CLAD IN A FACE MASK against the bitter cold, Elaine Greene leads the Freeport Flag Ladies Tuesday morning as they took their usual post at the corner of Main and School streets in Freeport waving to passersby.

CLAD IN A FACE MASK against the bitter cold, Elaine Greene leads the Freeport Flag Ladies Tuesday morning as they took their usual post at the corner of Main and School streets in Freeport waving to passersby.

FREEPORT

After a disappointing day in court Monday where a judge denied legal protection against a man they say has harassed and terrorized them, the Freeport Flag Ladies were bundled up against the 2-degree weather and back at the corner of Main and School streets waving at passing vehicles. It’s what they’ve done every Tuesday for 14 years.

Elaine Greene, Carmen Footer and Joann Miller filed for a protection order against James Roux, and all of them testified Monday in West Bath District Court telling their own accounts of encounters with one another. Judge Beth Dobson, however, dismissed the harassment complaint.

Dobson did tell Roux to find another way to honor and respect his father that is more positive. The Freeport Flag Ladies have the right to wag a flag for the military or any other cause. Similarly he has the right to protest, she said, adding “your right does not extend to intimidation of another person.”

Greene speaks for the group of women and Monday night expressed disappointment at the decision and the court system.

On Tuesday, the group took its place along the street from 8-9 a.m. One woman drove by the flag ladies and said, “Glad you’re back!”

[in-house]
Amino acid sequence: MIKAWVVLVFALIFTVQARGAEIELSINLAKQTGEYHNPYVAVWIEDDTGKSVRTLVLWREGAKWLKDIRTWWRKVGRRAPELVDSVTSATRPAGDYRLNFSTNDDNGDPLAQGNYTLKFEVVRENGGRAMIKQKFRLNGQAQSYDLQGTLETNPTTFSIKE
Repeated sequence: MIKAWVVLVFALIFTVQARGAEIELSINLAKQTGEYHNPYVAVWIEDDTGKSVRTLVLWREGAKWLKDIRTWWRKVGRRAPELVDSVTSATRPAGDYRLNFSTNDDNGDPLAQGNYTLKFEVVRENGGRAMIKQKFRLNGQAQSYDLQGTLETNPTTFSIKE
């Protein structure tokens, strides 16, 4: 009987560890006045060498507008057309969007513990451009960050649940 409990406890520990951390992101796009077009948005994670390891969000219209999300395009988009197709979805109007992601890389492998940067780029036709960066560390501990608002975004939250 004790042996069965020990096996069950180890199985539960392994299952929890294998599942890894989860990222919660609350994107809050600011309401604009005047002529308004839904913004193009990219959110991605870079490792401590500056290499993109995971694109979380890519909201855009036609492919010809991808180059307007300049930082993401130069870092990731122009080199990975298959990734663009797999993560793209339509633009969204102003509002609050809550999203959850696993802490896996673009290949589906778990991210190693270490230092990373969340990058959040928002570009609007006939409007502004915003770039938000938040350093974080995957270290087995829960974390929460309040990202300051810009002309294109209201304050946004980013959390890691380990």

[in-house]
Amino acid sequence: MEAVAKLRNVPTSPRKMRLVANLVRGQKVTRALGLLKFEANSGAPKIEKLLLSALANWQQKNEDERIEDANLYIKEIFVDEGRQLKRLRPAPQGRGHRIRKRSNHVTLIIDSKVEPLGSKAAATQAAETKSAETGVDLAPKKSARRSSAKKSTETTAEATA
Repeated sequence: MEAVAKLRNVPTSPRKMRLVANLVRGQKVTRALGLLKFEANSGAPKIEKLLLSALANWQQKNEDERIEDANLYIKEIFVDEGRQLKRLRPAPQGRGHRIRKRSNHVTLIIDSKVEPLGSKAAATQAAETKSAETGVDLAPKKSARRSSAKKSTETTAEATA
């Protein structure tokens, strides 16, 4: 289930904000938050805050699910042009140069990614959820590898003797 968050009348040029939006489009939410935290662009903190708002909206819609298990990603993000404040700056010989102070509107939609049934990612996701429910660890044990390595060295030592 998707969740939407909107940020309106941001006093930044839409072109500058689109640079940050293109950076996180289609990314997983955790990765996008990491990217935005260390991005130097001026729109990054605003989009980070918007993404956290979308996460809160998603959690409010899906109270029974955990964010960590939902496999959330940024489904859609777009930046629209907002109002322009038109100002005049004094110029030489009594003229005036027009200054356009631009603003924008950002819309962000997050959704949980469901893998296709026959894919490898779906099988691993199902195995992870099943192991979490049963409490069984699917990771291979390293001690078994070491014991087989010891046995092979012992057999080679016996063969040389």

Asked Tuesday if the court decision will change the group’s mission or events, Greene said the Freeport Flag Ladies are not ceasing or changing their mission.

She said, “We were never ever against (Roux’s) mother holding a sign or anybody else. We are apolitical, nonpolitical in what we do. If you choose to hold a political sign, we ask that you be respectful. We will cross the street, you can have this corner anytime you want it. It’s not about your freedom of speech, we’re not here to take that away.”

Greene said she fears the message the court’s inaction sends to children, who might wonder what standing up to bullies gets you.

“And you know what? I honestly don’t know how to answer that,” she said.

The women dress in red, white and blue and stand at the street corner every Tuesday holding flags and waving — which is where their mission started and grew from there.

“We work with children, we go into churches, we go into all kinds of different groups to speak, but never to tell them what to think,” Greene said. “We share stories. We’re hoping that encourages something in their heart, that American spirit, that they get involved and do something positive with their life.”

Greene said she doesn’t care about anyone’s political affiliation, only where their heart is.

“My mission as a flag lady is not political and it never will be,” she said.

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